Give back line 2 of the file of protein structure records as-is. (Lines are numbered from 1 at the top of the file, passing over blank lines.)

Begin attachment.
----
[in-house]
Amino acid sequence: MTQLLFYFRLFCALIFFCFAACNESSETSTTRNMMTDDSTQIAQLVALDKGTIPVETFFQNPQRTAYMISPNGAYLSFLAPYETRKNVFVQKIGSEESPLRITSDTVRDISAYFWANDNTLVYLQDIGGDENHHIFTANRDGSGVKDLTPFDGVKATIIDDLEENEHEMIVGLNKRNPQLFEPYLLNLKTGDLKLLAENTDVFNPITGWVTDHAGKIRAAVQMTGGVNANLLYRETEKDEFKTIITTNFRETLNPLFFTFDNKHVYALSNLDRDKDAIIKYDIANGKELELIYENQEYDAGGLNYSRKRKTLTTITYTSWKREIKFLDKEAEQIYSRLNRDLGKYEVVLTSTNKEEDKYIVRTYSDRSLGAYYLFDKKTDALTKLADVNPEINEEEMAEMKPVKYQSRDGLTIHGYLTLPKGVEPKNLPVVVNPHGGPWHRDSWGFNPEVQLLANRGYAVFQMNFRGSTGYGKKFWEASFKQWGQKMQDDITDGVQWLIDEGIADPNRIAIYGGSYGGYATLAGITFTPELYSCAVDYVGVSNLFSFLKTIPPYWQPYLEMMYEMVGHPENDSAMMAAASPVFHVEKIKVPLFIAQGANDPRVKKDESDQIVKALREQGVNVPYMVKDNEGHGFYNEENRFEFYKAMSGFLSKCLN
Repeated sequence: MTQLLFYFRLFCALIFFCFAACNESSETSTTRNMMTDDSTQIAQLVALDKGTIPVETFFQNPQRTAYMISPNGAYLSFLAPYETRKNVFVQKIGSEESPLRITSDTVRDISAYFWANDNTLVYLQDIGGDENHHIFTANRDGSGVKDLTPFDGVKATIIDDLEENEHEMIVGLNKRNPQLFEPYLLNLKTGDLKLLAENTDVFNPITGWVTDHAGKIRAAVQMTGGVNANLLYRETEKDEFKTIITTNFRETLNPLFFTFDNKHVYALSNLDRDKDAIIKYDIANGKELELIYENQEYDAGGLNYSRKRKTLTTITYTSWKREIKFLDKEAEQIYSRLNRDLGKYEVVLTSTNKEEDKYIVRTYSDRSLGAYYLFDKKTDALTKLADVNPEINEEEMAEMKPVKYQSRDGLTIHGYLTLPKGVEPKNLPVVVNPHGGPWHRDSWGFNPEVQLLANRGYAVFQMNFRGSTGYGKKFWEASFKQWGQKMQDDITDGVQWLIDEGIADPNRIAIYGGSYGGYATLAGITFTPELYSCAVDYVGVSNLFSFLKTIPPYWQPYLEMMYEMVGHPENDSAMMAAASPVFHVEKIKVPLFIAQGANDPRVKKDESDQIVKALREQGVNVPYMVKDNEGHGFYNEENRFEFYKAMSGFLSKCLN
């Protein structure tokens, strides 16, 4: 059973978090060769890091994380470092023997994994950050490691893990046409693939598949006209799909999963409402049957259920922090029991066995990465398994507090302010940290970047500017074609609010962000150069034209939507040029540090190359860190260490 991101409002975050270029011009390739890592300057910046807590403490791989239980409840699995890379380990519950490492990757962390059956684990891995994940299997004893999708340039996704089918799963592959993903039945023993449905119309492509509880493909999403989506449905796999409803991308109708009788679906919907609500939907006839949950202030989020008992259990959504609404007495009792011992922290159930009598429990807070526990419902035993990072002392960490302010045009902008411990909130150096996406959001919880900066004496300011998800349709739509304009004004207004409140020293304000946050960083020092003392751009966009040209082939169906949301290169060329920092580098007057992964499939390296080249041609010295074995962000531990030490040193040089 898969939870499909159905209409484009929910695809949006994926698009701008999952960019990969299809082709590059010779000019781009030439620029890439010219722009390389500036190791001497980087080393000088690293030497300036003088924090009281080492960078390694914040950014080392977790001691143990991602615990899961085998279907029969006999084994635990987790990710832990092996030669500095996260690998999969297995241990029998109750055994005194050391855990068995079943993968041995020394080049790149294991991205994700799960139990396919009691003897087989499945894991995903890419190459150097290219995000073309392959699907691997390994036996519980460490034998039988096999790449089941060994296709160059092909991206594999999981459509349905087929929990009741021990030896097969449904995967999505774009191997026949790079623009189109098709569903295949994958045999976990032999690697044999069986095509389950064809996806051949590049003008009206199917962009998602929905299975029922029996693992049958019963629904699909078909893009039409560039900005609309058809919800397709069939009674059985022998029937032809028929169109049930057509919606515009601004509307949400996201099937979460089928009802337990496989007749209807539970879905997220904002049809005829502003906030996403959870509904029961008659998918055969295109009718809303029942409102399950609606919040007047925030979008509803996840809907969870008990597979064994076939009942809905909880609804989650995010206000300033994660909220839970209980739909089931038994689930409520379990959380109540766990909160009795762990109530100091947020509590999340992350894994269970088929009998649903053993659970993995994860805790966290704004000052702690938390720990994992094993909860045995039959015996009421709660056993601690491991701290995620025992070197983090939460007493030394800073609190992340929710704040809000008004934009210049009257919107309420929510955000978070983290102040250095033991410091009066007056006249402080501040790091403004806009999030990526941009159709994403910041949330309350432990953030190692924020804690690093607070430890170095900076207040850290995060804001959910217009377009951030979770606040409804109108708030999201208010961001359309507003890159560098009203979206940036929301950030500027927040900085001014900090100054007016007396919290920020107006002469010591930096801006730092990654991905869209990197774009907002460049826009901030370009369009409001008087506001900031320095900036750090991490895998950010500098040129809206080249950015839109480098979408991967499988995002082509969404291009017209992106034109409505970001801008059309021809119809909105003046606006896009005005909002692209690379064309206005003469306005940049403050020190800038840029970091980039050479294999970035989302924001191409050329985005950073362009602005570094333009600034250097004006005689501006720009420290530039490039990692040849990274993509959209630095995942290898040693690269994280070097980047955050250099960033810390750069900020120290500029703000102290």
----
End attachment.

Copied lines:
Amino acid sequence: MTQLLFYFRLFCALIFFCFAACNESSETSTTRNMMTDDSTQIAQLVALDKGTIPVETFFQNPQRTAYMISPNGAYLSFLAPYETRKNVFVQKIGSEESPLRITSDTVRDISAYFWANDNTLVYLQDIGGDENHHIFTANRDGSGVKDLTPFDGVKATIIDDLEENEHEMIVGLNKRNPQLFEPYLLNLKTGDLKLLAENTDVFNPITGWVTDHAGKIRAAVQMTGGVNANLLYRETEKDEFKTIITTNFRETLNPLFFTFDNKHVYALSNLDRDKDAIIKYDIANGKELELIYENQEYDAGGLNYSRKRKTLTTITYTSWKREIKFLDKEAEQIYSRLNRDLGKYEVVLTSTNKEEDKYIVRTYSDRSLGAYYLFDKKTDALTKLADVNPEINEEEMAEMKPVKYQSRDGLTIHGYLTLPKGVEPKNLPVVVNPHGGPWHRDSWGFNPEVQLLANRGYAVFQMNFRGSTGYGKKFWEASFKQWGQKMQDDITDGVQWLIDEGIADPNRIAIYGGSYGGYATLAGITFTPELYSCAVDYVGVSNLFSFLKTIPPYWQPYLEMMYEMVGHPENDSAMMAAASPVFHVEKIKVPLFIAQGANDPRVKKDESDQIVKALREQGVNVPYMVKDNEGHGFYNEENRFEFYKAMSGFLSKCLN